Thursday, July 9, 2015

Christian and Polish Woven Nymphs

By Spider Rybaak

Christian Snyder releasing a brown he caught on a Polish woven nymph.
Christian Snyder knows his way around Oswego County’s trophy trout streams. Hailing from Phoenix, he knows the Oswego and Salmon Rivers intimately.   And while he catches his fair share of nice Skamania on these world-famous streams, there are times when he wants to pull big trout out of small places. When he gets the itch, he heads for one of the county’s famed skinny creeks.

Places like Sandy Creek, for instance, a stream so narrow and low this time of year, your average angler only looks at it fleetingly, decides it’s too small and continues down the road.

Snyder, however, is anything but average. He knows from experience that Skamania, summer-run steelhead, spawn in “skinny cricks” during hot weather.  And that they’re in there right now.

Don’t expect the number of fish you see autumn through spring, however. Just one here and there, separated by long stretches of shallow, squeaky-clean water running through pristine summer pastures and woods.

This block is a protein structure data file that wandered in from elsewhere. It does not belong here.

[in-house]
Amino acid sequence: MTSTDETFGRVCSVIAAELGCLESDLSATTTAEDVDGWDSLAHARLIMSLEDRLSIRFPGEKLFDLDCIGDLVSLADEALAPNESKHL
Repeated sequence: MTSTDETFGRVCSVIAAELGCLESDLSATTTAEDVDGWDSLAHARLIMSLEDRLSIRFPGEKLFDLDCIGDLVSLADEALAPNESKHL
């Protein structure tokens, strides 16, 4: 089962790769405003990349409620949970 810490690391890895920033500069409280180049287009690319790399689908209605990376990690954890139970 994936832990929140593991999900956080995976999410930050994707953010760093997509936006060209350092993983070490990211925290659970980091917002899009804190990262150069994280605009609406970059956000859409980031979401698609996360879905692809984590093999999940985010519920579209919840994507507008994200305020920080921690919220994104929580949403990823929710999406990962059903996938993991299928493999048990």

While just about any nymph or streamer will do, Christian prefers Polish woven nymphs. Also called European nymphs, they’ve been catching skittish European trout for years. And they work here, too, but most Americans just haven’t heard about ‘em.

Constructed with a bead head and a small strip of lead wire wrapped around the hook to give it weight, it’s finished by being wrapped in thread to give it a soft, caterpillar-like look and feel.

They’re most effective when dead-drifted through runs and pockets. You’ll catch a lot of small trout, but that’s OK because you’ll be giving them valuable lessons in life like the importance of exercising extreme caution around hooks bearing food.

Every now and then you’ll experience a hit so powerful, it’ll startle you. That’s because the human mind is naturally skeptical about seeing huge fish swimming in water barely deep enough to cover their backs, especially this time of year.

But a small number is there, offering fishing experiences bordering on miraculous.

While the state’s most productive Skamania stream is the Salmon River, its feeders, as well as just about any Lake Ontario tributary that flows through Oswego County, also draw lake-run fish.

Steelhead are typically thought of as cold weather fare.  And the majority fit that mold. But a sizeable number runs summer streams, giving pleasant weather anglers trophy opportunities under balmy, sun-drenched skies. Good spots to try are Sandy and Grindstone Creeks.

Chris sells his flies, and guides for skaminia professionally. Call him at: (315)  748-2393

The last three rows contain a selection of Polish woven nymphs.

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